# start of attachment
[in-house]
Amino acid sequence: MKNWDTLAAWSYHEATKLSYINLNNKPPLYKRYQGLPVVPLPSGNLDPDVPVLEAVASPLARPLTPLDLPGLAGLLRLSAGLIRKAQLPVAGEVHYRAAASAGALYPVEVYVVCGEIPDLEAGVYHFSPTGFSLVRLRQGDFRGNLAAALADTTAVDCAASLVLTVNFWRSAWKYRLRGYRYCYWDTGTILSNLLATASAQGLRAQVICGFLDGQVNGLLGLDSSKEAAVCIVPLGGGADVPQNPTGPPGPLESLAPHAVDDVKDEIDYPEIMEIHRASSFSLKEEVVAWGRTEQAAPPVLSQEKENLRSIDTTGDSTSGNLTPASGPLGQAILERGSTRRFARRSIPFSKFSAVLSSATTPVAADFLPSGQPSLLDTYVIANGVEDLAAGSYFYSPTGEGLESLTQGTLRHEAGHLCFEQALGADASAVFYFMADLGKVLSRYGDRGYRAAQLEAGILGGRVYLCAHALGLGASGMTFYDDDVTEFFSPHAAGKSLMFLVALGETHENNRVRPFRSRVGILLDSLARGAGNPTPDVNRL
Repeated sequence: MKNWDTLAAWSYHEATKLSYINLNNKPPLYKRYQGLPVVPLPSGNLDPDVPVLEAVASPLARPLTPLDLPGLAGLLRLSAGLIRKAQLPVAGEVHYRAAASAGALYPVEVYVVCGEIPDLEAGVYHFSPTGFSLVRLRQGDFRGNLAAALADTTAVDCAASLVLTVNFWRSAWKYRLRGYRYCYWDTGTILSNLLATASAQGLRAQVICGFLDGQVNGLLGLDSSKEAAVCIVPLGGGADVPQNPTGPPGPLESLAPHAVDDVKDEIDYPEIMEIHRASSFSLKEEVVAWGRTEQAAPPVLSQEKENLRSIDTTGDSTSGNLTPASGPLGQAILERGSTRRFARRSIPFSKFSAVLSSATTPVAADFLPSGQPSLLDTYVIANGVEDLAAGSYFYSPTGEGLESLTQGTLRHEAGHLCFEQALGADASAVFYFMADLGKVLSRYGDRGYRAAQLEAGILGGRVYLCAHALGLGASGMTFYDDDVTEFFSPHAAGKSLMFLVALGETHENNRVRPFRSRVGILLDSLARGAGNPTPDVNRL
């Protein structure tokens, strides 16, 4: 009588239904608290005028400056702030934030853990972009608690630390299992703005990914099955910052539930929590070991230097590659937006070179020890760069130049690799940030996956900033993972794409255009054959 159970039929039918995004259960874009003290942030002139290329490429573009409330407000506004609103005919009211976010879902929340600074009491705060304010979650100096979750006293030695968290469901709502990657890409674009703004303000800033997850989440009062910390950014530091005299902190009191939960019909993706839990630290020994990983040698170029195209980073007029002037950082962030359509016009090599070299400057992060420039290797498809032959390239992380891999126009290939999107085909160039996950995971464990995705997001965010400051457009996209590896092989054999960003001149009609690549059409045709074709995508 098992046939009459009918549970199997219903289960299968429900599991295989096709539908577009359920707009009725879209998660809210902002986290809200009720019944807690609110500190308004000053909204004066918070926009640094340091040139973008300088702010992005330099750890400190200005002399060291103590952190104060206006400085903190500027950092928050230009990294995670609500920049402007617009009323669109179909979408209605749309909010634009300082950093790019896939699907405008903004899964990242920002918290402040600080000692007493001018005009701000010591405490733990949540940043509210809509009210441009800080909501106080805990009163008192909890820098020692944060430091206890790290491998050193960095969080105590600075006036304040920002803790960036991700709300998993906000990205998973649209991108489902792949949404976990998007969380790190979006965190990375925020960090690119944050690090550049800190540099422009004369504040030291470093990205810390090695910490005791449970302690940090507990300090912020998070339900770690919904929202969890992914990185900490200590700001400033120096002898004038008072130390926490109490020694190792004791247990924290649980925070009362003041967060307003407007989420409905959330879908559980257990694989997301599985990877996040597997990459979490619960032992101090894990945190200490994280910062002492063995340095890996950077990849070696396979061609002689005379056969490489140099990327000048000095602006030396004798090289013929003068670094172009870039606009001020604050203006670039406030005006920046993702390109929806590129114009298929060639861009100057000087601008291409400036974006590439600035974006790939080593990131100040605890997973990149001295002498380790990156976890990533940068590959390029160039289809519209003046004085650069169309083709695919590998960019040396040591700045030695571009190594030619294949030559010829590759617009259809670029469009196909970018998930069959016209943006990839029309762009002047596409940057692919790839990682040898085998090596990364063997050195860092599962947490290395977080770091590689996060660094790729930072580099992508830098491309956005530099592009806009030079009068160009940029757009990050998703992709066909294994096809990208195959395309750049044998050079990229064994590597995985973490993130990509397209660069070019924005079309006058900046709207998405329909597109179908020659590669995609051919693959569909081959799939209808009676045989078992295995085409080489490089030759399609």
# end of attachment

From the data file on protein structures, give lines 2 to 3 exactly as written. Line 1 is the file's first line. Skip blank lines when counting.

Amino acid sequence: MKNWDTLAAWSYHEATKLSYINLNNKPPLYKRYQGLPVVPLPSGNLDPDVPVLEAVASPLARPLTPLDLPGLAGLLRLSAGLIRKAQLPVAGEVHYRAAASAGALYPVEVYVVCGEIPDLEAGVYHFSPTGFSLVRLRQGDFRGNLAAALADTTAVDCAASLVLTVNFWRSAWKYRLRGYRYCYWDTGTILSNLLATASAQGLRAQVICGFLDGQVNGLLGLDSSKEAAVCIVPLGGGADVPQNPTGPPGPLESLAPHAVDDVKDEIDYPEIMEIHRASSFSLKEEVVAWGRTEQAAPPVLSQEKENLRSIDTTGDSTSGNLTPASGPLGQAILERGSTRRFARRSIPFSKFSAVLSSATTPVAADFLPSGQPSLLDTYVIANGVEDLAAGSYFYSPTGEGLESLTQGTLRHEAGHLCFEQALGADASAVFYFMADLGKVLSRYGDRGYRAAQLEAGILGGRVYLCAHALGLGASGMTFYDDDVTEFFSPHAAGKSLMFLVALGETHENNRVRPFRSRVGILLDSLARGAGNPTPDVNRL
Repeated sequence: MKNWDTLAAWSYHEATKLSYINLNNKPPLYKRYQGLPVVPLPSGNLDPDVPVLEAVASPLARPLTPLDLPGLAGLLRLSAGLIRKAQLPVAGEVHYRAAASAGALYPVEVYVVCGEIPDLEAGVYHFSPTGFSLVRLRQGDFRGNLAAALADTTAVDCAASLVLTVNFWRSAWKYRLRGYRYCYWDTGTILSNLLATASAQGLRAQVICGFLDGQVNGLLGLDSSKEAAVCIVPLGGGADVPQNPTGPPGPLESLAPHAVDDVKDEIDYPEIMEIHRASSFSLKEEVVAWGRTEQAAPPVLSQEKENLRSIDTTGDSTSGNLTPASGPLGQAILERGSTRRFARRSIPFSKFSAVLSSATTPVAADFLPSGQPSLLDTYVIANGVEDLAAGSYFYSPTGEGLESLTQGTLRHEAGHLCFEQALGADASAVFYFMADLGKVLSRYGDRGYRAAQLEAGILGGRVYLCAHALGLGASGMTFYDDDVTEFFSPHAAGKSLMFLVALGETHENNRVRPFRSRVGILLDSLARGAGNPTPDVNRL